The methane in-situ explosion fracturing technology is a revolutionary technology that uses methane gas obtained in-situ in shale reservoirs and artificially injected combustion promoters to form an effective fracture network for methane gas transport. The self-developed explosion system was used to obtain the characteristics of methane-oxygen detonation pressure curve. The development characteristics of the effective fracture network around the deep shale perforation channel under methane-oxygen detonation pressure load were studied by theoretical model and numerical simulation method. The results show that the stress distribution state of the rock mass is significantly impacted by the initial stress conditions, and a higher stress concentration occurs with a larger initial stress deviation. The average boost of methane-oxygen detonation pressure is 85 μs. Under the condition of isotropic initial stress, the fracture development is uniform and circular radial. When initial stress is anisotropic, the fracture tends to grow in the direction of higher initial stress, but the tendency degree is weaker than that of explosive fracturing. The area of the explosion shattering area can be effectively reduced by the explosive fracturing technology, which is more conducive to the formation of more and longer radial fractures. The increase of peak detonation pressure promotes the development of circumferential fracture at the end of radial fractures, making it more conducive to connecting natural fractures in the reservoir to construct complex fracture networks. Under methane-oxygen detonation load, the shale rupture (effective fracture) and shattering damage threshold Ds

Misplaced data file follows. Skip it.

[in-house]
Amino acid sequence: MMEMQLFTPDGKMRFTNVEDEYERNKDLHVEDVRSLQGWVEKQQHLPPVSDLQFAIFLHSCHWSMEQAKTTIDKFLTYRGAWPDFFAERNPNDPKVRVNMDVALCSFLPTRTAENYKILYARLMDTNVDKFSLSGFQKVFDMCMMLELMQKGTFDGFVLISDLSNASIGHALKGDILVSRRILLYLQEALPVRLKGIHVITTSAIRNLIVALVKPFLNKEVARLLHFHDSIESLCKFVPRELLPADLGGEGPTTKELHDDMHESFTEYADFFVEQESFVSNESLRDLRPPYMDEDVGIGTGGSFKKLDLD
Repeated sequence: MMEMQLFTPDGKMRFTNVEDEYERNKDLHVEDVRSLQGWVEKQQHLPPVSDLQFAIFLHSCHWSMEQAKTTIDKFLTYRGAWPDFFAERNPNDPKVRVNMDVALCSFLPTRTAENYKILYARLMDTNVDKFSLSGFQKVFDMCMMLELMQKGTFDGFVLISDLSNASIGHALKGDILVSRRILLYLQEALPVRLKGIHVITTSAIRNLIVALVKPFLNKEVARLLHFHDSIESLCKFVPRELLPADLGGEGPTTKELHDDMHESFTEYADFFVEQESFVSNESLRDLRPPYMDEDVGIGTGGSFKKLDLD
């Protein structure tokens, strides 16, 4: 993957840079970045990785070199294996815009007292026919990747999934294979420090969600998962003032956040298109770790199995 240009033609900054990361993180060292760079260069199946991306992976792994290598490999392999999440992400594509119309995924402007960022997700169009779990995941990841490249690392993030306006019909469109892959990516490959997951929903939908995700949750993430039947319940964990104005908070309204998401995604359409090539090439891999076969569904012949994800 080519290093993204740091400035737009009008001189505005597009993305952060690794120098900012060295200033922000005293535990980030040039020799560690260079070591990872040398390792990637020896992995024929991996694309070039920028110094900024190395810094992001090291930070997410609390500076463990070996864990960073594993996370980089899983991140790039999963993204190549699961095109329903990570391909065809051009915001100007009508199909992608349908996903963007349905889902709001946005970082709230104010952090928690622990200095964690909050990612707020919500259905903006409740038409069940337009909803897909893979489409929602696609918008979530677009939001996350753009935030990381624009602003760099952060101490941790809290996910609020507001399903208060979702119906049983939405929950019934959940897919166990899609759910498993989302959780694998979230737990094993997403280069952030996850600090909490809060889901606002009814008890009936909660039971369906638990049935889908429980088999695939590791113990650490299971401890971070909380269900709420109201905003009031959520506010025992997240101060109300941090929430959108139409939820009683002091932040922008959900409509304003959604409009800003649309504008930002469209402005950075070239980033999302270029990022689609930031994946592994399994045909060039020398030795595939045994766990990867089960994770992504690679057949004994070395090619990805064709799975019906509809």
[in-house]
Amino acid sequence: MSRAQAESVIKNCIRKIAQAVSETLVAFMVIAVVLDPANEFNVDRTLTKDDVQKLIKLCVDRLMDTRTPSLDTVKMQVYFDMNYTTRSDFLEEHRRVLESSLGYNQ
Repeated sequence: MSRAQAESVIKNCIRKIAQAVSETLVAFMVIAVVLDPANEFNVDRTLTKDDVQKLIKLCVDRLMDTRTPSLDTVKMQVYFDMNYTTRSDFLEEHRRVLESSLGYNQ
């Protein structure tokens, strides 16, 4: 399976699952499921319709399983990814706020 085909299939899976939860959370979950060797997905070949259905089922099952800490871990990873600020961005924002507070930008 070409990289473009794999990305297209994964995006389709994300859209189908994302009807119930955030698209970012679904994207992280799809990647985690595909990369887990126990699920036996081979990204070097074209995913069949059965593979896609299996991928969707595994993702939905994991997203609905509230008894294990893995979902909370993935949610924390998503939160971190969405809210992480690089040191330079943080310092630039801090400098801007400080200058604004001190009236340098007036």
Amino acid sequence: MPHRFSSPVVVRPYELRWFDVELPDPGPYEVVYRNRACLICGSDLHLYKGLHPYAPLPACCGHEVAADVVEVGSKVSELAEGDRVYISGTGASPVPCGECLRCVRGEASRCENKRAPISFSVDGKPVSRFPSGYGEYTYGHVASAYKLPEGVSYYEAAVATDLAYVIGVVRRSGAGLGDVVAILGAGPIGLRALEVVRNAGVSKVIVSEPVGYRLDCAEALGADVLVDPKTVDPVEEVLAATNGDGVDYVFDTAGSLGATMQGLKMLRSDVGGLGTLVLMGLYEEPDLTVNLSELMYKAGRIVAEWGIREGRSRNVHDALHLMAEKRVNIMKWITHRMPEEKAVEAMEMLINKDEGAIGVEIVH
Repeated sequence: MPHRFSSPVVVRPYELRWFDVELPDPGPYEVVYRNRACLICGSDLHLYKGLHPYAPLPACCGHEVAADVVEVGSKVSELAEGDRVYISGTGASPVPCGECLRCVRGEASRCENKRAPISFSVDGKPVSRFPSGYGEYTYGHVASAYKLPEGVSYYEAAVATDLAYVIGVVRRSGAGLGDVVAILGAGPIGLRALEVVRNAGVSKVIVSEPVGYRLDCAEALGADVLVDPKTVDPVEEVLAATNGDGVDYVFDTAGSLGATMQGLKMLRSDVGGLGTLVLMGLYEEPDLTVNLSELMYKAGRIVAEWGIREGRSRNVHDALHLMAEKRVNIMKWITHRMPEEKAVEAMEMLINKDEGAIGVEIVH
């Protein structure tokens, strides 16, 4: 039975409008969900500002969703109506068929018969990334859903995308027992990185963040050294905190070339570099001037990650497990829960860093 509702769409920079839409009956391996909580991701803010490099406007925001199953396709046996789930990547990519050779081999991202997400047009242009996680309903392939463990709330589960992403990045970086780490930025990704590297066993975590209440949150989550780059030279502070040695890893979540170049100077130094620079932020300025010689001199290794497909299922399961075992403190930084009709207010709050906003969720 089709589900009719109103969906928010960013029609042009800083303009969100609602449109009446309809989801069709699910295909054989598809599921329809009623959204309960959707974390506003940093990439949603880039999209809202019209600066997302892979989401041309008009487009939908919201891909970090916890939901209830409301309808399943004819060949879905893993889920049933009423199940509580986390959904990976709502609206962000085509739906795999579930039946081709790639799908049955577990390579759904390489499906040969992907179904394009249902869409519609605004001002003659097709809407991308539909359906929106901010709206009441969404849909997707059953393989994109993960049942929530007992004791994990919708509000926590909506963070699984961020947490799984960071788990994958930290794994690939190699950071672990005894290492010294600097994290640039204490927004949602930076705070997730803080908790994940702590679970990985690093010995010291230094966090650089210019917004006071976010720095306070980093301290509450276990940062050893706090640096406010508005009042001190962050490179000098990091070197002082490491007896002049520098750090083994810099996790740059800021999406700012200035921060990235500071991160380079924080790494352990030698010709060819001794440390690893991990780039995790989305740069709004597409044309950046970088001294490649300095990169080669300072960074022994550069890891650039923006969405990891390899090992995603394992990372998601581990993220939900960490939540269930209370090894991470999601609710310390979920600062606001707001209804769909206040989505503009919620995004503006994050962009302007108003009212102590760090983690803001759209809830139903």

were selected as 0.15 and 0.70, respectively. The mathematical expression between the fracture development rate Ps
and the damage threshold Ds
was approximated as an exponential function. The effective fracture development rates under the E−10, E−40 and E−80 conditions were 18.92%, 14.11% and 8.85%, respectively. The increase of the effective fracture development rate and the formation of a highly complex fracture network can be significantly promoted by increasing the peak pressure of detonation.